Ratings Key



★★★★
= Excellent. The best the genre has to offer.
★★★
1/2 = Very Good. Perhaps not "perfect," but undoubtedly a must-see.
★★★ = Good. Accomplishes what it sets out to do and does it well.
★★1/2 = Fair. Clearly flawed and nothing spectacular, but competently made. OK entertainment.
★★ = Mediocre. Either highly uneven or by-the-numbers and uninspired.
1/2 = Bad. Very little to recommend.
= Very Bad. An absolute chore to sit through.
NO STARS! = Abysmal. Unwatchable dreck that isn't even bad-movie amusing.
SBIG = So Bad It's Good. Technically awful movies with massive entertainment value.

Thursday, July 16, 2009

Attack of the Puppet People (1958)

...aka: Fantastic Puppet People, The
...aka: I Was a Teenage Doll
...aka: Six Inches Tall

Directed by:
Bert I. Gordon

Jovial puppeteer/scientist Mr. Franz (John Hoyt) runs "Dolls Incorporated," a company well-known for their beautifully crafted dolls. Secretary Sally Reynolds (June Kenney), just hired on to replace a woman named Janet who'd mysteriously disappeared, is a little wigged out by her new bosses behavior. After all, he talks to the dolls and treats some of them as if they're actual people. He also has a special selection of more lifelike dolls that are off-limits, and kept in a specially-locked cabinet and he never wants to be disturbed when he's working in the back room. Sally does get somewhat used to Mr. Franz over time and even begins dating salesman Bob Westley (John Agar), who asks for her hand in marriage after taking her on a drive-in date to see The Amazing Colossal Man (also from Mr. Gordon). The two plan on running off and getting hitched, but before they can, Bob disappears. Sally becomes suspicious when a lifelike Bob doll shows up in Franz's shop and goes to the cops with her theories that the dollmaker is actually somehow turning people into dolls. Naturally, Sgt. Paterson (Jack Kosslyn) thinks she's nuts and that Bob just ran off on her. Sally threatens to quit, but Mr. Franz (who's very lonely and hates when people leave him) straps her to a table and shrinks her using some ray gun emitting high frequency sonic vibrations.

As Sally awakens, she's introduced to the others who have also been shrunk down to one-sixth their original size. Aside from Bob, there's the saucy Georgia (Laurie Mitchell), who seems resigned to her fate as a little person, militaryman Mac (Scott Peters) and teenagers Laurie (Marlene Willis) and Stan (Kenny Miller). Each of the puppet people are kept in little compression tubes that render them immobile, but Franz lets them out every once in awhile to have parties, drink champagne, eat cake and dance to records. He shrinks a cat to keep them company and the younger girl even gets to sing a song called "You're My Living Doll!" Sally and Bob convince the others that this is no way to live and, when Franz threatens to kill them all because the police are breathing down his neck, the "puppet people" try to organize an escape attempt.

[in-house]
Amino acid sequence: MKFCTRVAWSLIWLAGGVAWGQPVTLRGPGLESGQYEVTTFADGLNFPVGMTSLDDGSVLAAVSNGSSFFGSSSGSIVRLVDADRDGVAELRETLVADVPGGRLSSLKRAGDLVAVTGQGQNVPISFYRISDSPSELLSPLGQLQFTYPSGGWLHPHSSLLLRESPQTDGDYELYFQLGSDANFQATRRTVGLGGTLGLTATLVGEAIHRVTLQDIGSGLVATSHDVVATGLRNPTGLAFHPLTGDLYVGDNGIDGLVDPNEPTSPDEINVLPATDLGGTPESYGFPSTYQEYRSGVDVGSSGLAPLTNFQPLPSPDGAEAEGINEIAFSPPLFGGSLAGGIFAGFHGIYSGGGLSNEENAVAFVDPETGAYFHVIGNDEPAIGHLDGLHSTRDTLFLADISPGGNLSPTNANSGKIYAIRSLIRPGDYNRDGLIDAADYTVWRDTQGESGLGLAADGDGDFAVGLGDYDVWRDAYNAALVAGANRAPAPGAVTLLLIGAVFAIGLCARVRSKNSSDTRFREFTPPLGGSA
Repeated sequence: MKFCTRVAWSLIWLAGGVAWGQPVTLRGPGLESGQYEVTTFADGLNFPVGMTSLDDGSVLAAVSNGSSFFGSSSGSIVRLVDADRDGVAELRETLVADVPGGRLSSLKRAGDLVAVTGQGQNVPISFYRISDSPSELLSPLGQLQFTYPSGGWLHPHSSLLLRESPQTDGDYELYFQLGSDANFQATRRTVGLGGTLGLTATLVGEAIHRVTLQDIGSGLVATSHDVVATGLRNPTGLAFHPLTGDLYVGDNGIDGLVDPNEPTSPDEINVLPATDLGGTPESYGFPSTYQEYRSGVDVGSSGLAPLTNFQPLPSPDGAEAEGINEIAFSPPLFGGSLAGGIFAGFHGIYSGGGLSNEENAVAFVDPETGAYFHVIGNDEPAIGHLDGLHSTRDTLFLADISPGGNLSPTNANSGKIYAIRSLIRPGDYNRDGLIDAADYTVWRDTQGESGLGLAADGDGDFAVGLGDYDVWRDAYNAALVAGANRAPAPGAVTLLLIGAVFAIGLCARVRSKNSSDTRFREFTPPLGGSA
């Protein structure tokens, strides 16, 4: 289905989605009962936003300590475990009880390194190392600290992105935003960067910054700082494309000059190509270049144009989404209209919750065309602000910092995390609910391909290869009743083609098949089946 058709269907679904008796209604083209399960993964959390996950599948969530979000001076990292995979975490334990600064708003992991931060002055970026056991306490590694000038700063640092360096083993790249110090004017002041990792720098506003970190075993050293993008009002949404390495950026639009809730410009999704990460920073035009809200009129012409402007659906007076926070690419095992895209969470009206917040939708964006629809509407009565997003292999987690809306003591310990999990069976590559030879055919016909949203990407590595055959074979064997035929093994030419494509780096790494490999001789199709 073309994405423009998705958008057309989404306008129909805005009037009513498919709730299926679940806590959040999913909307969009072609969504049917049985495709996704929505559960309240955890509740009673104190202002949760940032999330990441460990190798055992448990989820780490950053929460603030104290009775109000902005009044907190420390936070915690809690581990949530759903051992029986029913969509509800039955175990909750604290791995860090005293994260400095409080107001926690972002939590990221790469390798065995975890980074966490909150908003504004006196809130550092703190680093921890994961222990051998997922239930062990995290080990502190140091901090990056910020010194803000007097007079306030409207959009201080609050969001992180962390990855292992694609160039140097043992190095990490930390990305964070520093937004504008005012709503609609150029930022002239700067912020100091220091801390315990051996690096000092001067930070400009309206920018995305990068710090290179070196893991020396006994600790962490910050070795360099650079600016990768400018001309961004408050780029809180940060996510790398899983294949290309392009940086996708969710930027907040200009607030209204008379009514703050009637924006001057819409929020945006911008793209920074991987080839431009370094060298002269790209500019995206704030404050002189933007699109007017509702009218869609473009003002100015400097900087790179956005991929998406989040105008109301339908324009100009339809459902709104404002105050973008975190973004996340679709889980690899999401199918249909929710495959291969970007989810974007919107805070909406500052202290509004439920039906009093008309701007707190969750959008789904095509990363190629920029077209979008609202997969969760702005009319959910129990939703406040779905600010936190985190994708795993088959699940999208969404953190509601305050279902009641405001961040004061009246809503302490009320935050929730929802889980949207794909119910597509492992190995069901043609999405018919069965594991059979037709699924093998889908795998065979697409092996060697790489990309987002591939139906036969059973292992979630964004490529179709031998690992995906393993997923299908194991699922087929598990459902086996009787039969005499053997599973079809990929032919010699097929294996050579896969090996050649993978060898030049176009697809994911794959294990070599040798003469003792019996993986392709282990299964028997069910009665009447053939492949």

Despite having a reputation for being a dud, I actually found much to enjoy here. Sure, it's silly as hell and sure it was obviously made on the cheap to cash in on the success of the previous year's The Incredible Shrinking Man (1957), and lacks that film's depth, but I found it entertaining and enjoyably undemanding. There's a great performance from John Hoyt, sporting some Eastern European accent, in the lead role, and both the actor and the screenplay ensure he's not an evil, one-note villain, but more a man driven to do bad by his own insecurities and lonliness. The rest of the cast is certainly sufficient and the special effects (which were also done by the director), though highly uneven, still boast some genuine imagination. It's amusing just watching characters trying to use a giant telephone, using thread to lasso a doorknob and climbing up and down table legs, and there are enough clever touches (the miniature cat climbing out of a matchbox, the leads sneaking into a package to avoid a dog, the leading lady put on a little stage with a Dr. Jekyll puppet, etc.) to merit giving this a look.

On the down side, the film is saddled with one of the worst and most anti-climactic endings you'll ever see and much time is wasted on Emil (Michael Mark; Dr. Zinthrop from Corman's The Wasp Woman), a friend of Franz's from his homeland (Russia?) who doesn't adequately figure into the plot at all and is used as nothing more than a plot device to distract Franz so the puppet people can try to escape. The director's little daughter Susan Gordon (who'd appear in a larger and better role in TORMENTED two years later) shows up briefly as a spoiled little girl. It was an AIP production (exec. produced by Samuel Z. Arkoff and James H. Nicholson) and was scripted by George Worthing Yates (who also wrote IT CAME FROM OUTER SPACE and other 50s sci-fi/horror favorites, including others for the same director).

★★1/2

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